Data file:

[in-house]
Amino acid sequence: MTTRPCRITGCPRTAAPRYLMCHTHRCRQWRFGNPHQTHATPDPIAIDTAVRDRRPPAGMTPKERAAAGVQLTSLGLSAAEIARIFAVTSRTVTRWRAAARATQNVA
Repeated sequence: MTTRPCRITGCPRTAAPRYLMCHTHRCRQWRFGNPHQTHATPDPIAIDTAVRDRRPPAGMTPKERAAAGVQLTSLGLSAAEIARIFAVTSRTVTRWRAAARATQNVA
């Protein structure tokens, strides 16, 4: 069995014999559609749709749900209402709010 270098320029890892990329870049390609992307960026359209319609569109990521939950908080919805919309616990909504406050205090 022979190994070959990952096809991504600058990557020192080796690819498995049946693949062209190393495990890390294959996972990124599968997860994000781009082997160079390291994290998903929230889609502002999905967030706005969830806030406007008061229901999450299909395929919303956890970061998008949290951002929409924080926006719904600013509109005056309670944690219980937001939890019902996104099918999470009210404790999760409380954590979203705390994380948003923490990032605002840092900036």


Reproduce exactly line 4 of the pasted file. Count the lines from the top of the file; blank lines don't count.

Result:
């Protein structure tokens, strides 16, 4: 069995014999559609749709749900209402709010 270098320029890892990329870049390609992307960026359209319609569109990521939950908080919805919309616990909504406050205090 022979190994070959990952096809991504600058990557020192080796690819498995049946693949062209190393495990890390294959996972990124599968997860994000781009082997160079390291994290998903929230889609502002999905967030706005969830806030406007008061229901999450299909395929919303956890970061998008949290951002929409924080926006719904600013509109005056309670944690219980937001939890019902996104099918999470009210404790999760409380954590979203705390994380948003923490990032605002840092900036």